If it wasn't for a strong finish to the season from Anthony Davis, Thomas Robinson would have been named national player of the year. Robinson is a freakishly talented athlete who thrives on his ability to overpower smaller defenders and use his quickness against bigger defenders. The odd thing is that Robinson is probably less-skilled than Terrence Jones, his Kentucky counterpart, but Robinson's consistency and effort level go a long way. You always know that Robinson is going to be playing as hard as possible; Jones has a habit of disappearing. What will be interesting with this matchup is how Kentucky goes about trying to stop Robinson. In the first game, the Wildcats smothered him on the block much the same way that Purdue did in the Round of 32. With Taylor's struggles shooting the ball and the inconsistency of Johnson and Conner Teahan, don't be surprised to see more trapping of the post from the Wildcats.
Anthony Davis is the national player of the year. Kentucky would have the advantage at the center spot over every team in the country this season. That said, the matchup between Davis and Jeff Withey is an interesting one. Withey is not as athletic as Davis is, but they have similar builds and Withey may actually have a higher standing reach than Davis. Much of what Davis provides Kentucky comes of the defensive end of the floor, but his value offensively is his efficiency and his ability to finish around the rim. Kentucky knows that if it gets into the paint against a defense and the center steps up to try and block a shot, all the Wildcats need to do is throw the ball near the rim and Davis will more than likely be able to finish it with a dunk. It worked against Gorgui Dieng, but Withey has an inch or two on Dieng and leads the nation in block percentage.
Darius Miller is one of Kentucky's most important players. As John Calipari put it after the Wildcats' win Saturday night, "he's a top 50 player to ever put on a uniform at Kentucky, but he's accepted coming off the bench." Miller's value is in his versatility. He's a bigger wing, but he can defend multiple positions, he's dangerous as a jump shooter and as a penetrator, and he's capable of scoring 15 or 20 points on the right night. Perhaps his biggest contribution to this Kentucky team has been his ability to knock down clutch shots. He hit the biggest shot of the game against Louisville, a three with five minutes left that gave the Wildcats a seven point lead. Kansas, frankly, doesn't have much of a bench at all. Teahan can come in and knock down jumpers while Kevin Young has proven to be valuable as an energy guy off the bench so long as he isn't shooting the ball.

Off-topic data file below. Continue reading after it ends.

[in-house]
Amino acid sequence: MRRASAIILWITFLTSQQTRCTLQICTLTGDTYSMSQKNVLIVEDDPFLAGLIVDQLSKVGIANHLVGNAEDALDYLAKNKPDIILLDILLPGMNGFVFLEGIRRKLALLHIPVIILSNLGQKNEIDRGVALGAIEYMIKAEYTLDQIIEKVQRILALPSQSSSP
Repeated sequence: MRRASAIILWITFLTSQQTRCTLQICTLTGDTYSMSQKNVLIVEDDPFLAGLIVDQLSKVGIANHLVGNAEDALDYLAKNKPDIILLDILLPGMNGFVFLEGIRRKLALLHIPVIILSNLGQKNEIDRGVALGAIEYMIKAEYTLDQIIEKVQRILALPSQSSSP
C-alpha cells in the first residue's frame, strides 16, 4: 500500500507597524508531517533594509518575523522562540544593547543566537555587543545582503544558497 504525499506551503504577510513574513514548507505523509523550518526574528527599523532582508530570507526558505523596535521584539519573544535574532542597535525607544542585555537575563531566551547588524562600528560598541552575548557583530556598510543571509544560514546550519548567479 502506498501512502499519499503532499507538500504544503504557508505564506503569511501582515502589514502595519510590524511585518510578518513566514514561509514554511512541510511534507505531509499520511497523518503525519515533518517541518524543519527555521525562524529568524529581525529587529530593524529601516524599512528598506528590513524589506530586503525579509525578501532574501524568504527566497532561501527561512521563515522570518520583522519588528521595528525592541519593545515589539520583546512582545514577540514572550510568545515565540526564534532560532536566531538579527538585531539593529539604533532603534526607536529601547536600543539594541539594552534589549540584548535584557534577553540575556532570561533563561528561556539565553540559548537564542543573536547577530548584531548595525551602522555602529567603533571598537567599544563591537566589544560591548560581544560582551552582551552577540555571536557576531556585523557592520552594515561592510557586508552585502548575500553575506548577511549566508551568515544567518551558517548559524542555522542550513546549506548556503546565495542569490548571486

The job that John Calipari has done with this Kentucky team this season should not go unnoticed. Turning a group of freshmen and sophomores into the most dominant team in the country is not an easy thing to do, particularly when you are dealing with the number of supremely talented players Calipari is. He's managed to create a situation where his two best players -- Anthony Davis and Michael Kidd-Gilchrist -- take the fourth- and fifth-most shots on the team and where his senior leader -- Darius Miller -- comes off the bench and everyone is OK with it. Aggregating talent is difficult, but managing those egos is just as tough. But when it comes to a single game situation, there may not be anyone in the country that is better, right now, than Bill Self. He is, very simply, in a zone right now. For example, it was his decision to switch to a triangle-and-two defense, which made the difference in wins over Purdue and North Carolina in the tournament. Calipari is underrated in his ability to coach, but Self is still the better in-game tactician.